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August 12, 2008

Mukasey admits law-breaking at DOJ, declines to prosecute saying bad press is punishment enough

AG Michael Mukasey admits that Justice Department officials broke the law when they stacked the federal criminal justice system with Republican hacks.

However, Mukasey told the American Bar Association that bad publicity was punishment enough for these malefactors:

I am well aware that some people have called on me and on the Department to take even more drastic steps than those I have described. For example, some commentators have suggested that we should criminally prosecute the people found in the reports to have committed misconduct. Where there is evidence of criminal wrongdoing, we vigorously investigate it. And where there is enough evidence to charge someone with a crime, we vigorously prosecute. But not every wrong, or even every violation of the law, is a crime. In this instance, the two joint reports found only violations of the civil service laws.

That does not mean, as some people have suggested, that those officials who were found by the joint reports to have committed misconduct have suffered no consequences. Far from it. The officials most directly implicated in the misconduct left the Department to the accompaniment of substantial negative publicity. Their misconduct has now been laid bare by the Justice Department for all to see. As a general matter in such cases, where disciplinary referrals are appropriate, they are made. To put it in concrete terms, I doubt that anyone in this room would want to trade places with any of those people. [Emphasis added.]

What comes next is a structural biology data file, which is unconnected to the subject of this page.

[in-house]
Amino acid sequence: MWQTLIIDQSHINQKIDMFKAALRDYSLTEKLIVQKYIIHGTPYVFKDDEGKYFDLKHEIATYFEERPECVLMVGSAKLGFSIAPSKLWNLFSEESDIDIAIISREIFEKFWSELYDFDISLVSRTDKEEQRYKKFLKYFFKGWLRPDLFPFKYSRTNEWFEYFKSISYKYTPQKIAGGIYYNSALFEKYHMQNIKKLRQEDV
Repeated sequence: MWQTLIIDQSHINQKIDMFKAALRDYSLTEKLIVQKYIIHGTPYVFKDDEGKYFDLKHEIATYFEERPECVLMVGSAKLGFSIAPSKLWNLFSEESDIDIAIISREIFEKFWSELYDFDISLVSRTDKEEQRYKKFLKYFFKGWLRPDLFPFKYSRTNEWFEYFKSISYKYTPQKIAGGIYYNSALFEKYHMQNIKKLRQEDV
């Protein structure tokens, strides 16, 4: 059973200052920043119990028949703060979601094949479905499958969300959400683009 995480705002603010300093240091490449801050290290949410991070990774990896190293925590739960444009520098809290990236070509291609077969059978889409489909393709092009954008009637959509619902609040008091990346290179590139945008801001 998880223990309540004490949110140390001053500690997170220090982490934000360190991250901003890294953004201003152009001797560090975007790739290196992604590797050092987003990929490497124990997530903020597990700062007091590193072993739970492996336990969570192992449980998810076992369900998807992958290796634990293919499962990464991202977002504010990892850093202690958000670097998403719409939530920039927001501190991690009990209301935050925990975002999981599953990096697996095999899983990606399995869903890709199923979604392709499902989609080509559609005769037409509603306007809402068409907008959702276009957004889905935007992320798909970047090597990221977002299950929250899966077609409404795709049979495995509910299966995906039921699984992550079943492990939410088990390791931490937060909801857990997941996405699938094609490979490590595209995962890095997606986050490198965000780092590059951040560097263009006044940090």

Why isn't it a crime to violate civil service laws? If not, what good are they?

All but one of the officials cited in the reports for misconduct have already left the Justice Department, so they are no longer subject to any form of internal discipline. If these Republican operatives aren't prosecuted, they won't face any consequences at all, except maybe losing their law licenses if their respective bar associations are sufficiently disgusted with them.


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bad press. jesus. thanks for letting this guy through, dems!

Mukasey's remarks are completely disingenuous. It's no mystery that DOJ isn't going to mount a criminal prosecution against Goodling (say) for violating a *civil* statute. The issue is why DOJ isn't criminally prosecuting Goodling for her criminal violations.

Sorry, wrong link -- should've been this one.

Impeachment proceedings for Mukasey should begin immediately.

The subpoenas should be flying like snowflakes, and if they are ignored, those doing so should be arrested and jailed.


This cheeses me off in a big way. Talk about a double standard.

Most of the civil statutes have no criminal sanction. Most laws are not criminal laws, and for this I am grateful.

In the U.S., disciplinary systems vary by jurisdiction for attorneys. I mention this because a search of "Monica Goodling law license" on Google reveals a lot of misinformation on how such disciplinary matters are handled. Some are handled upon referral from a bar association, particularly in some jurisdictions where the Bar is a so-called "unified Bar' in which Bar Association membership is mandatory. Others have "voluntary Bar Associations" only, where one's license is not handled through an association (either in acquisition or in discipline).